How to reform the criminal justice system
GEORGE E. CURRY | 7/27/2015, 5:15 a.m.
“In its 2011 report to Congress, the U.S. Sentencing Commission found that mandatory minimum sentences disproportionately impact communities of color and that African Americans received relief from mandatory minimum sentences least often, compared with Whites and Hispanics,” the letter noted.
The organizations urged Congress to support reform that:
• Changes current federal law that allows a person with two prior felony convictions to have a 10-year mandatory minimum sentence converted to a mandatory life sentence.
• Allows past criminal records to be sealed and removes the lifetime ban on persons convicted of drug felonies to receive federal benefits such as welfare and food stamps.
• Makes sentencing reductions passed in 2010 retroactive.
• Expands the Bureau of Prisons’ Compassionate Release Program.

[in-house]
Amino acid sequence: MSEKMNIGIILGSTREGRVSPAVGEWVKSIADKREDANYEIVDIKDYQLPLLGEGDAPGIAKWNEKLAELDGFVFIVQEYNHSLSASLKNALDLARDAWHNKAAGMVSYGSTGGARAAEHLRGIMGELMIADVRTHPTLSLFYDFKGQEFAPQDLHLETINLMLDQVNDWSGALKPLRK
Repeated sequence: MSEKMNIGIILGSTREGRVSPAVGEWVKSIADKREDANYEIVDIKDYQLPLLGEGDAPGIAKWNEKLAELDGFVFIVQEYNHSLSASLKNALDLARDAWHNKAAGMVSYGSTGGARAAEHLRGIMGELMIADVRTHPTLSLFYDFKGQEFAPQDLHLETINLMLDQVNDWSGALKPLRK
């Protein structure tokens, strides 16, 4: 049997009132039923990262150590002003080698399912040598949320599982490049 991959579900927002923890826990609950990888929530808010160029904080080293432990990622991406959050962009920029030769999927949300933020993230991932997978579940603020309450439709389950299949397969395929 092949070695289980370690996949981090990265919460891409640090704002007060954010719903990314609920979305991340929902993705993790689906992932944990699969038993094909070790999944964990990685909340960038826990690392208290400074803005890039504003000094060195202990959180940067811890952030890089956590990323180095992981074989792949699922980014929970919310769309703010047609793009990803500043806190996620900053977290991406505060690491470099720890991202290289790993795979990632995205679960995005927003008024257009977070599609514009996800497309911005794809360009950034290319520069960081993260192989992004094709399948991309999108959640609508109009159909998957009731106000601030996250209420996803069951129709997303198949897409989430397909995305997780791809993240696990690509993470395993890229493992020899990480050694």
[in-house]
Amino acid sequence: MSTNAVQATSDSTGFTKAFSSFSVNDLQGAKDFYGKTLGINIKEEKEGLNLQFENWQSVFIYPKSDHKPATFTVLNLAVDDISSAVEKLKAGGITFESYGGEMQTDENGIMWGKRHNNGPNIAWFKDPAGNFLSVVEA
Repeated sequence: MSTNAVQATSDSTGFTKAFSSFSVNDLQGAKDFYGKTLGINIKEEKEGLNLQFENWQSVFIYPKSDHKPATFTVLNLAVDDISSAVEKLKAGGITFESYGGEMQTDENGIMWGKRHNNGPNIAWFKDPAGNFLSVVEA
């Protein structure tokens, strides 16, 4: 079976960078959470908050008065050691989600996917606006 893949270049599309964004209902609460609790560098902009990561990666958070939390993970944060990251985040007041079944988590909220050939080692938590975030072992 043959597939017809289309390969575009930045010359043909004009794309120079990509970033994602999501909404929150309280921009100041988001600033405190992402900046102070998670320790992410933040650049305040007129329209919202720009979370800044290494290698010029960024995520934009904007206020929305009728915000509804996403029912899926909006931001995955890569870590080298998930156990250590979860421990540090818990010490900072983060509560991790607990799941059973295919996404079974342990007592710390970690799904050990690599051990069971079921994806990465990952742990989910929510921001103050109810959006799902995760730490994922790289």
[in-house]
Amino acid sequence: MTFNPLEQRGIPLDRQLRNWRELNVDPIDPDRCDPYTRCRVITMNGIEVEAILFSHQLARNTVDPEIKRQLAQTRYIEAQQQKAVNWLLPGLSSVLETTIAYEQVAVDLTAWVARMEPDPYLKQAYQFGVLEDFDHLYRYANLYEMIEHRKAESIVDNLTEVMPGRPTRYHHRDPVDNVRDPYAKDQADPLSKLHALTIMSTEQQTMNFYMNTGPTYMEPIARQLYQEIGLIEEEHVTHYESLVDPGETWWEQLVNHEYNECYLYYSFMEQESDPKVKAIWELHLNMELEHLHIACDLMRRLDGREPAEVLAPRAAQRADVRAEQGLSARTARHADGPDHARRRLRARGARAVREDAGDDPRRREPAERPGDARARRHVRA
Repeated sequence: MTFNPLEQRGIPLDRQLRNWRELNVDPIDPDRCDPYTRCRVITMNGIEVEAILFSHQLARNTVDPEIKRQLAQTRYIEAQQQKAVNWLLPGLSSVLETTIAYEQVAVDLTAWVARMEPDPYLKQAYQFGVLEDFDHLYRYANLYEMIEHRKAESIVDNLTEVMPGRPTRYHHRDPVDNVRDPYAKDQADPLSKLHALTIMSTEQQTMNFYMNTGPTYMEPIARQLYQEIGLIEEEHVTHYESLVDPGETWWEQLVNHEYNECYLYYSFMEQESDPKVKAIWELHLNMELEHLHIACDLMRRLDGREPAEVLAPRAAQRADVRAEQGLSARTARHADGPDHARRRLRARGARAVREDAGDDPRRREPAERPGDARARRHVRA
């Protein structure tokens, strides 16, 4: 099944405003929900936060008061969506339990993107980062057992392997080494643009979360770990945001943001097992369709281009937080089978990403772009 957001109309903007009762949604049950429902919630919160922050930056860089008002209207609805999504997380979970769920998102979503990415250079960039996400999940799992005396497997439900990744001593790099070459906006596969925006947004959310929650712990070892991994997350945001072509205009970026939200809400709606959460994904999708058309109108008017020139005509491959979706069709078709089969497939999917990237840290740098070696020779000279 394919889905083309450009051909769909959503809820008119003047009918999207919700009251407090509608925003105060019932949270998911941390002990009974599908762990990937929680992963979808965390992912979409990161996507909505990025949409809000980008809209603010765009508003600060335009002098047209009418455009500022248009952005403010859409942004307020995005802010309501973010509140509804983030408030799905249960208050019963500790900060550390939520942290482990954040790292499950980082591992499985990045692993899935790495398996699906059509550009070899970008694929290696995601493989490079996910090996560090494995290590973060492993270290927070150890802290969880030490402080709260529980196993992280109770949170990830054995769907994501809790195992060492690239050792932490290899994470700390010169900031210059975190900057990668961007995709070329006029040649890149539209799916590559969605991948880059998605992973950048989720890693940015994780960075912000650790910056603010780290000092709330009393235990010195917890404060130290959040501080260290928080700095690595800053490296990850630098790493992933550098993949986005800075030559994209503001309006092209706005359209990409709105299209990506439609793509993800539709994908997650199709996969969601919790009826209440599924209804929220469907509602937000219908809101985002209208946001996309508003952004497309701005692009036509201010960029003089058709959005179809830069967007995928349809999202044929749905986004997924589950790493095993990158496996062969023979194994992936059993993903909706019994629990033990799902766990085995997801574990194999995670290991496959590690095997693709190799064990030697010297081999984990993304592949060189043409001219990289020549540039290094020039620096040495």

• Expands time credited for good behavior.
“We note the importance of supporting initiatives that aim to assist in effective recidivism reduction and re-entry programming as well as provide opportunities for early release for individuals in federal prison,” the groups said. “Ninety-five percent of incarcerated individuals will return to our communities, and in the interest of public safety, we must ensure that they are on a path for successful reintegration back into society while in prison and upon their release. It is a smart investment to implement expanded re-entry programming, given that evidence-based programs, job-training, and education can reduce recidivism and lead to better outcomes for individuals returning to their families and neighborhoods.”
George E. Curry, former editor-in-chief of Emerge magazine, is editor-in-chief of the National Newspaper Publishers Association News Service and BlackPressUSA.com.